Trombone Champ is the other winner in this category. It’s just a ridiculous game, humbling for a musician to play until you just accept the inevitable. You’ll play out of tune and off the rhythm and practice doesn’t seem to help (I bet if there was a slower practice mode that might be different though). But it’s just full of absurd joy, and has been updated very frequently to bring new tunes to suck at and new cosmetic and configuration options.

longest Friday ever

Apparently even though it’s not even November yet, it’s already Black Friday, according to music software developer Cableguys on Monday, October 24.

But in less ridiculous news, last night I recorded the final track of the next album, which I’ve been tentatively calling Möbius Panorama. (And yes, the end does tie back to the beginning; it would be easy enough to crossfade them together and make it a loop.) Now that I’ve started on album art though, and also realized how much stuff is associated with the Möbius name (kind of including Morbius), it might get renamed.

judging AI books by AI covers

Last night I was playing around with and had it cook up some book covers for me. I just gave it genres and the world “novel” or “book cover” and let it go to town. Some of them took a few tries, some of them nailed it immediately (even if they gave the spy a tiny gun with an electrical cord, the “Teerrirr” skull an extra row of teeth, and Warron there appears to be wearing Minas Tirith as a hat.

I’d read some of these for sure though.

life, the universe, and a bit more

I’ve got a bit over 42 minutes of music recorded for the next project, and some parts ready for the next session. So that’s moving right along.

I’ve started thinking about next year’s list of goals. I have a “lol @ 2022” comment next to this year’s. I still think it’s a worthwhile exercise, even if inability to predict the future and a distorted idea of how I’m going to experience that time make them a little off. For instance, I said “no new basses until at least July” and then bought the Ibanez in January and ordered the Miezo in April because I was better aware of my needs and wants.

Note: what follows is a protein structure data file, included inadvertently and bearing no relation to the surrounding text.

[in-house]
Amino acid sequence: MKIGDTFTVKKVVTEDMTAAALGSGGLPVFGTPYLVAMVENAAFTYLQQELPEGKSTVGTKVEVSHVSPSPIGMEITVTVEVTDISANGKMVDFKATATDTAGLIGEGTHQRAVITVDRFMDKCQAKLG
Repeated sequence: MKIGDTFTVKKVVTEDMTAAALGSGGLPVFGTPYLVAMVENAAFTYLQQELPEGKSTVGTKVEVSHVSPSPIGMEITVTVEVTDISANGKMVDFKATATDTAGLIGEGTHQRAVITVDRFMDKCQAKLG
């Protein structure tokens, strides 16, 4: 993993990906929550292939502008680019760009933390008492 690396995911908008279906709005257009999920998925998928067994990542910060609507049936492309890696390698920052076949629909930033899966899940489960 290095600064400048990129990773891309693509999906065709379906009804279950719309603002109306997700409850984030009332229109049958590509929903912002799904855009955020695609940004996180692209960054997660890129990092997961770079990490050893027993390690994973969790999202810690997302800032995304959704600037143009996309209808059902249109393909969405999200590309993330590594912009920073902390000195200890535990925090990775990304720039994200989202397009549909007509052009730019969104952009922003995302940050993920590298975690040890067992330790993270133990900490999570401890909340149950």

I have some thoughts to work out about how the bass integration is going. The Miezo solved my problems with playing at the desk, but that doesn’t mean it’s always smooth sailing. My main hindrance now is a general lack of adroitness — I’m still a beginner! The solution is (A) more practice and (B) work out how best to record multiple tracks live and in sync, so if I’m recording and let out an awful clanky twang, I can rescue the take. On the creative side, I also continue to work out what kind of role/sounds I want from it and how it fits in.

One of the other items on my goal list, perpetually, has to do with online interactions. I don’t want to get involved in heated online arguments. I think my new way to specify this is “let people be wrong.” I think I tend to step in because I feel like people need correction, and… that’s only going to lead to frustration and animosity (and the Dark Side).

Moog recently released plugin versions of its Moogerfooger line of pedals. The original hardware was heavy-duty analog stuff with CV jacks on the back, and prices that started high when new, and went stratospheric after they were discontinued a few years ago. The set of 7 plugins is reasonably priced, and vary in usefulness from a gorgeous delay up to a ring modulator, PLL oscillator, and weird resonant EQ preset sequencer. I frankly don’t care whether they sound 100% authentic, they are full of character and a couple of them have been immediately useful.

Despite what some of those wrong people on forums have been saying, I feel like it’s been a great couple of years for music software. VCV Rack as a plugin, CLAP, Bitwig Spectral Suite, the Moog stuff. Strymon Big Sky, one of the most popular pedals for ambient and shoegaze reverbs, also was released in plugin form (though the price could be argued to be a bit high, at least to those of us with plenty of great reverbs already; you really have to specifically want the Strymon ones to go for it). Noise Engineering continues to release its Eurorack modules as plugins, and Arturia’s new Minifreak comes with a VST plugin version directly controllable by the hardware so you can have multiple instances of it. (Hopefully someday they’ll decide to sell the plugin separately). Overall, I don’t think the hardware synth renaissance has hurt software plugins at all — the main things that have hurt have been venture capitalists mucking up perfectly good companies, and the trend toward subscriptions rather than selling licenses.